Panel Paper: Food Safety Policy and the Diffusion of Regulation: The Roles of Third Parties

Saturday, November 9, 2013 : 10:45 AM
DuPont Ballroom H (Washington Marriott)

*Names in bold indicate Presenter

Jocelyn Johnston and Rebecca Yurman, American University
National U.S. food safety is chiefly regulated by the Food and Drug Administration (FDA), but regulation is in fact diffused, primarily to states, which perform federal inspections under contract with the FDA.  Recent federal legislation – the 2011 Food Safety Modernization Act (FSMA) - will significantly increase expectations for the number of FDA annual inspections, and is likely to intensify FDA’s reliance on state agencies.  Furthermore, third parties – including food producers and other contractual agents - perform work for state-based food inspections required under state law. 

According to the Centers for Disease Control and Prevention (CDC), the American food supply is comparatively safe.  Nonetheless, each year 76 million Americans are sickened by exposure to unsafe food products; as many as 5,000 die annually as a result.  Recent high-profile failures have heightened the salience of food safety policy.  In 2009, the media widely reported an outbreak of salmonella from peanut butter.  Nine people died and over 700 others were sickened.  Forty-six states were affected.  This incident prompted the largest and most expensive food recall in U.S. history.  Subsequent investigation assigned responsibility to one production facility in Georgia.  That facility had been recently inspected by a state agency acting under contract with FDA, and had been given a clean bill of health.  In 2011, a high-profile outbreak of listeria poisoning from Colorado cantaloupes killed 33 people and seriously sickened at least 147 others.  A few months earlier, the Colorado cantaloupe farm had received the highest safety rating from a third-party auditor that provided key information to the Colorado department responsible for state-mandated safety inspections.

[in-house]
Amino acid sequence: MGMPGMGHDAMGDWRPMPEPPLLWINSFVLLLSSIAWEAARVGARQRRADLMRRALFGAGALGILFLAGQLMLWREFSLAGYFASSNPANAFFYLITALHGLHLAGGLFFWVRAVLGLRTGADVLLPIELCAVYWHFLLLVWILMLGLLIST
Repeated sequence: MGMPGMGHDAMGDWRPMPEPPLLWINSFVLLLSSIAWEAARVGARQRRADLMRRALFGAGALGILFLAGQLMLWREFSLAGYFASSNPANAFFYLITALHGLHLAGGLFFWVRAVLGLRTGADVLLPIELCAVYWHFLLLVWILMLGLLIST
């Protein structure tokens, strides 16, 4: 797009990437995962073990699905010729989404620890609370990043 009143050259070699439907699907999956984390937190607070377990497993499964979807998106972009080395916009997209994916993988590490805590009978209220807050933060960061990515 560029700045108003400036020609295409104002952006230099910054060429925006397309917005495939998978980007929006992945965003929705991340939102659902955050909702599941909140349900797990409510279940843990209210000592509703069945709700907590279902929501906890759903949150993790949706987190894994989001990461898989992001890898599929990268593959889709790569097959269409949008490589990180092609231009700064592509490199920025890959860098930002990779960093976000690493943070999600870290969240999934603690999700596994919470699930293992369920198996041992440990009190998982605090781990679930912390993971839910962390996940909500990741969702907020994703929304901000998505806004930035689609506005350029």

Since 2007, federal oversight of food safety has been on the Government Accountability Office’s High Risk List.  Chronic underfunding of the FDA is one relevant factor in this risk assessment.  Yet an Office of Inspector General (OIG) investigation, conducted in response to the 2009 peanut incident, identified numerous weaknesses in FDA’s oversight of its state contracts, as well as a failure among states to complete their required number of inspections.  Similar weaknesses had been highlighted in a 2000 OIG report. 

This paper is designed to explore implications of diffused responsibility for food safety in the U.S., including FDA’s increasing reliance on states for food safety compliance.  Using NVivo to analyze data from semi-structured interviews with FDA officials and managers and state food safety officials, we address the following research questions:  How have federal and state food safety officials responded to the regulatory and oversight concerns identified by the OIG?  Which administrative strategies are judged as most effective in overcoming the federal OIG concerns?  What are the determinants of successful state responses to these concerns?  To what extent are states outsourcing state-mandated food safety inspections?   What are the policy implications of this diffusion of responsibility?   Has it improved or weakened inspection policy?